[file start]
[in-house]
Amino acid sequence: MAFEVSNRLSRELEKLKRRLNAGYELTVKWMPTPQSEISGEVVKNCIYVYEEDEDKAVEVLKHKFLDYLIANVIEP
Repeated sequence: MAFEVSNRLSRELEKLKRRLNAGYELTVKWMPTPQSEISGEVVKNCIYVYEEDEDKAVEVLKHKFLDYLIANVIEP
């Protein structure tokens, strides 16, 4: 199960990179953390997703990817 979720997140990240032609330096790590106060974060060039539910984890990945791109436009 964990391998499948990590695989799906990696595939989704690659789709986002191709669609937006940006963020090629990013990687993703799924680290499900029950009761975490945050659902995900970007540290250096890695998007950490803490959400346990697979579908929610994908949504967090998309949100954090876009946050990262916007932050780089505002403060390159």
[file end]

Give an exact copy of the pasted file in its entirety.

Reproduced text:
[in-house]
Amino acid sequence: MAFEVSNRLSRELEKLKRRLNAGYELTVKWMPTPQSEISGEVVKNCIYVYEEDEDKAVEVLKHKFLDYLIANVIEP
Repeated sequence: MAFEVSNRLSRELEKLKRRLNAGYELTVKWMPTPQSEISGEVVKNCIYVYEEDEDKAVEVLKHKFLDYLIANVIEP
């Protein structure tokens, strides 16, 4: 199960990179953390997703990817 979720997140990240032609330096790590106060974060060039539910984890990945791109436009 964990391998499948990590695989799906990696595939989704690659789709986002191709669609937006940006963020090629990013990687993703799924680290499900029950009761975490945050659902995900970007540290250096890695998007950490803490959400346990697979579908929610994908949504967090998309949100954090876009946050990262916007932050780089505002403060390159």